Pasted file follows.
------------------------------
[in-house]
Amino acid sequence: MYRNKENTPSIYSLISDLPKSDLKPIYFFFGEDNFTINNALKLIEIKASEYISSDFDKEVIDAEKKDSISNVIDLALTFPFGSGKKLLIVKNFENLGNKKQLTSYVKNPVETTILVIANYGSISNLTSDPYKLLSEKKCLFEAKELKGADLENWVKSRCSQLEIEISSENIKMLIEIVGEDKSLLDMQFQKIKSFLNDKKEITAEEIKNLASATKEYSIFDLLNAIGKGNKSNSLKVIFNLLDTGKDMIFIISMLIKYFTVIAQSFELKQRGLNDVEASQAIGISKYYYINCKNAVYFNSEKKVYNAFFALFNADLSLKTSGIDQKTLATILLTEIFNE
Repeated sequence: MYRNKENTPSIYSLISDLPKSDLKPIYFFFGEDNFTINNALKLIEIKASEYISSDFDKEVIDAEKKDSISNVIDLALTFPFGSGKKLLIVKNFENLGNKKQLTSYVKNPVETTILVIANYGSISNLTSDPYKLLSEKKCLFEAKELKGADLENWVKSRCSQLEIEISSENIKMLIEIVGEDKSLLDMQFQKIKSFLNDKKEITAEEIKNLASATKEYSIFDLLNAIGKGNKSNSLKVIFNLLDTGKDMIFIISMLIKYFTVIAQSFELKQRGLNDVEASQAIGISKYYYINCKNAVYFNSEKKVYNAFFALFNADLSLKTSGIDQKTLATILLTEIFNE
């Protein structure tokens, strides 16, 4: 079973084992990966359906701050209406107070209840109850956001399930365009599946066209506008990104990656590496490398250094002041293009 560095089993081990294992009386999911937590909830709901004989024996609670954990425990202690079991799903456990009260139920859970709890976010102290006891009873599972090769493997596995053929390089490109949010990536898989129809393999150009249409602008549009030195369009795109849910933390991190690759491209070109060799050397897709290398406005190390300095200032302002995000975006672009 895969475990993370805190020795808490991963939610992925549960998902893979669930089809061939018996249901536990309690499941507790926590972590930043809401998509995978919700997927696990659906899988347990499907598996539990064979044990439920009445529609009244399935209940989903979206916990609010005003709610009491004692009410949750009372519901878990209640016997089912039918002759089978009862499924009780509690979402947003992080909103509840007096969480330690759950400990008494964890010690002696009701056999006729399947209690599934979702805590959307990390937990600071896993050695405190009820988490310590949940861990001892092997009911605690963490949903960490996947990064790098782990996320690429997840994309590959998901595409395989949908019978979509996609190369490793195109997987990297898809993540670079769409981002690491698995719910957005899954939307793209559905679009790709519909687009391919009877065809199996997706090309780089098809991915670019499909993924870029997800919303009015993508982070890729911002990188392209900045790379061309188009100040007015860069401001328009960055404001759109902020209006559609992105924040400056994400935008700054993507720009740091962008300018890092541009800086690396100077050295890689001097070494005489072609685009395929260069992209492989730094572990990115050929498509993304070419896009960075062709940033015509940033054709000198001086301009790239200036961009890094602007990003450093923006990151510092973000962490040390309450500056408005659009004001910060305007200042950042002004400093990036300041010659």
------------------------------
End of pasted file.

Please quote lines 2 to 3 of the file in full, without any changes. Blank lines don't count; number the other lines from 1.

Amino acid sequence: MYRNKENTPSIYSLISDLPKSDLKPIYFFFGEDNFTINNALKLIEIKASEYISSDFDKEVIDAEKKDSISNVIDLALTFPFGSGKKLLIVKNFENLGNKKQLTSYVKNPVETTILVIANYGSISNLTSDPYKLLSEKKCLFEAKELKGADLENWVKSRCSQLEIEISSENIKMLIEIVGEDKSLLDMQFQKIKSFLNDKKEITAEEIKNLASATKEYSIFDLLNAIGKGNKSNSLKVIFNLLDTGKDMIFIISMLIKYFTVIAQSFELKQRGLNDVEASQAIGISKYYYINCKNAVYFNSEKKVYNAFFALFNADLSLKTSGIDQKTLATILLTEIFNE
Repeated sequence: MYRNKENTPSIYSLISDLPKSDLKPIYFFFGEDNFTINNALKLIEIKASEYISSDFDKEVIDAEKKDSISNVIDLALTFPFGSGKKLLIVKNFENLGNKKQLTSYVKNPVETTILVIANYGSISNLTSDPYKLLSEKKCLFEAKELKGADLENWVKSRCSQLEIEISSENIKMLIEIVGEDKSLLDMQFQKIKSFLNDKKEITAEEIKNLASATKEYSIFDLLNAIGKGNKSNSLKVIFNLLDTGKDMIFIISMLIKYFTVIAQSFELKQRGLNDVEASQAIGISKYYYINCKNAVYFNSEKKVYNAFFALFNADLSLKTSGIDQKTLATILLTEIFNE